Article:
I’ve picked this because it’s nice to say. Go on, give it a go. Ab-squat-ulate. And, because it sounds like ‘sasquatch’ which is also nice to say.

Now we’ve all finished saying it, we should probably talk about what it means. It’s a relatively young word, only appearing in the mid 19th century. It means to leave quickly or abruptly. So you could say ‘the sasquatch absquatulated’. I’m not sure what situation you’d have to be in which would make it appropriate to say this, but never mind.

 ‘Absquatulate’ came about as part of an odd trend in 1830s America for making up words that sounded vaguely Latin (and therefore, presumably, clever). It’s probably a blend of ‘abscond’, ‘squattle’ which means ‘squat down’, and ‘perambulate’. Some other words that came out of this include ‘discombobulate’ and ‘bloviate’, which are also fun to say.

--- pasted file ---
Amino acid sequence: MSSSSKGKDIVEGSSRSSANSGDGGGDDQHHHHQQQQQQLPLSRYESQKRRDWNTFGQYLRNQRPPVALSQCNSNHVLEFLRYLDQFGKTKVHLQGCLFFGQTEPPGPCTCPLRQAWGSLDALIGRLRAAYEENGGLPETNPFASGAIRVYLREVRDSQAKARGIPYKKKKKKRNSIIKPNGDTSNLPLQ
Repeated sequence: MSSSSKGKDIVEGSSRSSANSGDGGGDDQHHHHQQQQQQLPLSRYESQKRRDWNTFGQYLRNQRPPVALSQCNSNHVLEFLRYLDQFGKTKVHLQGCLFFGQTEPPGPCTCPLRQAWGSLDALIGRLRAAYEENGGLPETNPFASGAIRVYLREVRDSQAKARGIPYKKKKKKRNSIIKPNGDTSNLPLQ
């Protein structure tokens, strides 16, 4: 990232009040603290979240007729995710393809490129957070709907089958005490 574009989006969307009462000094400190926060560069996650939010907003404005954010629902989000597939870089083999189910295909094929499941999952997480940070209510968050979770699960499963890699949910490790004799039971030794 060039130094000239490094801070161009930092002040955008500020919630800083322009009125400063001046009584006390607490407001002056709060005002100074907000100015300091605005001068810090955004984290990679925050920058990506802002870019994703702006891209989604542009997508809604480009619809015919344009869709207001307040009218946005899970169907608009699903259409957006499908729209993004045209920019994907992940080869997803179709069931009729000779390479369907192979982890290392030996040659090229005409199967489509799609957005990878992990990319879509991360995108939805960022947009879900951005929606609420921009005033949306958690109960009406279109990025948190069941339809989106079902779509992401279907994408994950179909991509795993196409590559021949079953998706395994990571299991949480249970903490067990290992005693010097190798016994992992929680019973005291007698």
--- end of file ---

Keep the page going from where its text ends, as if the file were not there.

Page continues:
We had something similar on this side of the pond with grammatical rules, where the Victorians decided to impose Latin grammar rules on English, even though they don’t actually apply. That’s one of the reasons lots of us were taught that it’s wrong to start a sentence with ‘and’ or ‘but’ when in fact, it isn’t (don’t believe me? Here’s the OED saying that it’s absolutely fine).